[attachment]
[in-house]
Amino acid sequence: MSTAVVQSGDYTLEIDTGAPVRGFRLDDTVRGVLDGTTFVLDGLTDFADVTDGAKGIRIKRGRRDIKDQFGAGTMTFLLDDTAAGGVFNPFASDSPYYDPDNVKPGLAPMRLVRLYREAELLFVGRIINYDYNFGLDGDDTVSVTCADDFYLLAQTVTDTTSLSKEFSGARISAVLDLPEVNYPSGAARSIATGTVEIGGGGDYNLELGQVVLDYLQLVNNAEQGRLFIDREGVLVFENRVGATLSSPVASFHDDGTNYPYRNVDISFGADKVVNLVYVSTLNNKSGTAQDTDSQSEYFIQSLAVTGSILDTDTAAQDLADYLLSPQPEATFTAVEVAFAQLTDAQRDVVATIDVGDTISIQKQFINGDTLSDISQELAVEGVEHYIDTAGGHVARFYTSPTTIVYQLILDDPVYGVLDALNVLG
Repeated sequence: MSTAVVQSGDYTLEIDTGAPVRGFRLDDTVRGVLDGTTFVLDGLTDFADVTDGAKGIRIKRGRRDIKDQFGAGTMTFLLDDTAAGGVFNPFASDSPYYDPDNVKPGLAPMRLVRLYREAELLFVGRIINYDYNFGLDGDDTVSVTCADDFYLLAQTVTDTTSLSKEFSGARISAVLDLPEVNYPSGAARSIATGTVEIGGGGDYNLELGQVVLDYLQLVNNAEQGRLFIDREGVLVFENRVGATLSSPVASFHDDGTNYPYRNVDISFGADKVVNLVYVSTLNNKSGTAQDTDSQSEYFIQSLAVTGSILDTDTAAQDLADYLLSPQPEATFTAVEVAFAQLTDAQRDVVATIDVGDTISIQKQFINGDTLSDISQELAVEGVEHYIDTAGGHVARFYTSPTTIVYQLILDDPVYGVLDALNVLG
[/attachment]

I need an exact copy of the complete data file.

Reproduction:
[in-house]
Amino acid sequence: MSTAVVQSGDYTLEIDTGAPVRGFRLDDTVRGVLDGTTFVLDGLTDFADVTDGAKGIRIKRGRRDIKDQFGAGTMTFLLDDTAAGGVFNPFASDSPYYDPDNVKPGLAPMRLVRLYREAELLFVGRIINYDYNFGLDGDDTVSVTCADDFYLLAQTVTDTTSLSKEFSGARISAVLDLPEVNYPSGAARSIATGTVEIGGGGDYNLELGQVVLDYLQLVNNAEQGRLFIDREGVLVFENRVGATLSSPVASFHDDGTNYPYRNVDISFGADKVVNLVYVSTLNNKSGTAQDTDSQSEYFIQSLAVTGSILDTDTAAQDLADYLLSPQPEATFTAVEVAFAQLTDAQRDVVATIDVGDTISIQKQFINGDTLSDISQELAVEGVEHYIDTAGGHVARFYTSPTTIVYQLILDDPVYGVLDALNVLG
Repeated sequence: MSTAVVQSGDYTLEIDTGAPVRGFRLDDTVRGVLDGTTFVLDGLTDFADVTDGAKGIRIKRGRRDIKDQFGAGTMTFLLDDTAAGGVFNPFASDSPYYDPDNVKPGLAPMRLVRLYREAELLFVGRIINYDYNFGLDGDDTVSVTCADDFYLLAQTVTDTTSLSKEFSGARISAVLDLPEVNYPSGAARSIATGTVEIGGGGDYNLELGQVVLDYLQLVNNAEQGRLFIDREGVLVFENRVGATLSSPVASFHDDGTNYPYRNVDISFGADKVVNLVYVSTLNNKSGTAQDTDSQSEYFIQSLAVTGSILDTDTAAQDLADYLLSPQPEATFTAVEVAFAQLTDAQRDVVATIDVGDTISIQKQFINGDTLSDISQELAVEGVEHYIDTAGGHVARFYTSPTTIVYQLILDDPVYGVLDALNVLG